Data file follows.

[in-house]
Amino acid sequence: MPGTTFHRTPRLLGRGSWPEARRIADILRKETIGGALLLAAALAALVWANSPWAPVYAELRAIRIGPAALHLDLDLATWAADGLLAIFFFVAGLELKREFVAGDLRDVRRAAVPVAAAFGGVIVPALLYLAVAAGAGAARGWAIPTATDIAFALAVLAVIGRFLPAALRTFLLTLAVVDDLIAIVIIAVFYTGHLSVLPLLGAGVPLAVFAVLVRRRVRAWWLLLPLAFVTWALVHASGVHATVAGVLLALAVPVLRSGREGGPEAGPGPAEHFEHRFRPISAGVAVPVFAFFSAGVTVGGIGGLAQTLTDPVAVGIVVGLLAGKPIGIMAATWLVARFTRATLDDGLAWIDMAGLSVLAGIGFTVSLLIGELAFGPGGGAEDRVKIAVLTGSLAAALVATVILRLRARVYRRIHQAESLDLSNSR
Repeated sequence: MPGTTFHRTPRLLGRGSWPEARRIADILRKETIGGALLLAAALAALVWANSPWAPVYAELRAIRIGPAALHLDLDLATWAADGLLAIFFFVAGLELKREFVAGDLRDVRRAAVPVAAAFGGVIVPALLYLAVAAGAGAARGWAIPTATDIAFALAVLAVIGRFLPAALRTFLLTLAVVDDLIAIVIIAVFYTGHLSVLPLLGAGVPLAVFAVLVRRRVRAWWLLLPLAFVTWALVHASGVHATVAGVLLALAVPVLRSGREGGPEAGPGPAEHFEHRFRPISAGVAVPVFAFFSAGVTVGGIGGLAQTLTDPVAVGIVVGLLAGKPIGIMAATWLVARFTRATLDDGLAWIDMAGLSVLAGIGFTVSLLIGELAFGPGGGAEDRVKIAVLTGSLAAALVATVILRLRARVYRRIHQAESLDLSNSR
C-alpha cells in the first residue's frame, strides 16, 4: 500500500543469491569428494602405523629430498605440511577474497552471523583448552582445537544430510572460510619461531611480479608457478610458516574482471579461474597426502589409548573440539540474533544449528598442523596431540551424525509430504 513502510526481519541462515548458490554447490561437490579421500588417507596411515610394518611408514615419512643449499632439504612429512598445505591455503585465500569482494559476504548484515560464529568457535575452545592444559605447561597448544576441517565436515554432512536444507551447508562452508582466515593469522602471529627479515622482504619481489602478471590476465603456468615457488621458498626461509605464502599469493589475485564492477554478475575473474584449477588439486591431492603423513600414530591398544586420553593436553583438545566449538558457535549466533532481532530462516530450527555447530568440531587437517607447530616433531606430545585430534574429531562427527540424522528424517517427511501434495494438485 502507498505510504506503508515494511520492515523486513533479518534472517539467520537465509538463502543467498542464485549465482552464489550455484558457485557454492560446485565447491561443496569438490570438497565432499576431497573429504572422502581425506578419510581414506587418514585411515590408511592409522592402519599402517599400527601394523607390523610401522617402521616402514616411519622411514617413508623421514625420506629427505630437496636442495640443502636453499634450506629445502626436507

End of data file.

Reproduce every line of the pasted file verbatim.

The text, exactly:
[in-house]
Amino acid sequence: MPGTTFHRTPRLLGRGSWPEARRIADILRKETIGGALLLAAALAALVWANSPWAPVYAELRAIRIGPAALHLDLDLATWAADGLLAIFFFVAGLELKREFVAGDLRDVRRAAVPVAAAFGGVIVPALLYLAVAAGAGAARGWAIPTATDIAFALAVLAVIGRFLPAALRTFLLTLAVVDDLIAIVIIAVFYTGHLSVLPLLGAGVPLAVFAVLVRRRVRAWWLLLPLAFVTWALVHASGVHATVAGVLLALAVPVLRSGREGGPEAGPGPAEHFEHRFRPISAGVAVPVFAFFSAGVTVGGIGGLAQTLTDPVAVGIVVGLLAGKPIGIMAATWLVARFTRATLDDGLAWIDMAGLSVLAGIGFTVSLLIGELAFGPGGGAEDRVKIAVLTGSLAAALVATVILRLRARVYRRIHQAESLDLSNSR
Repeated sequence: MPGTTFHRTPRLLGRGSWPEARRIADILRKETIGGALLLAAALAALVWANSPWAPVYAELRAIRIGPAALHLDLDLATWAADGLLAIFFFVAGLELKREFVAGDLRDVRRAAVPVAAAFGGVIVPALLYLAVAAGAGAARGWAIPTATDIAFALAVLAVIGRFLPAALRTFLLTLAVVDDLIAIVIIAVFYTGHLSVLPLLGAGVPLAVFAVLVRRRVRAWWLLLPLAFVTWALVHASGVHATVAGVLLALAVPVLRSGREGGPEAGPGPAEHFEHRFRPISAGVAVPVFAFFSAGVTVGGIGGLAQTLTDPVAVGIVVGLLAGKPIGIMAATWLVARFTRATLDDGLAWIDMAGLSVLAGIGFTVSLLIGELAFGPGGGAEDRVKIAVLTGSLAAALVATVILRLRARVYRRIHQAESLDLSNSR
C-alpha cells in the first residue's frame, strides 16, 4: 500500500543469491569428494602405523629430498605440511577474497552471523583448552582445537544430510572460510619461531611480479608457478610458516574482471579461474597426502589409548573440539540474533544449528598442523596431540551424525509430504 513502510526481519541462515548458490554447490561437490579421500588417507596411515610394518611408514615419512643449499632439504612429512598445505591455503585465500569482494559476504548484515560464529568457535575452545592444559605447561597448544576441517565436515554432512536444507551447508562452508582466515593469522602471529627479515622482504619481489602478471590476465603456468615457488621458498626461509605464502599469493589475485564492477554478475575473474584449477588439486591431492603423513600414530591398544586420553593436553583438545566449538558457535549466533532481532530462516530450527555447530568440531587437517607447530616433531606430545585430534574429531562427527540424522528424517517427511501434495494438485 502507498505510504506503508515494511520492515523486513533479518534472517539467520537465509538463502543467498542464485549465482552464489550455484558457485557454492560446485565447491561443496569438490570438497565432499576431497573429504572422502581425506578419510581414506587418514585411515590408511592409522592402519599402517599400527601394523607390523610401522617402521616402514616411519622411514617413508623421514625420506629427505630437496636442495640443502636453499634450506629445502626436507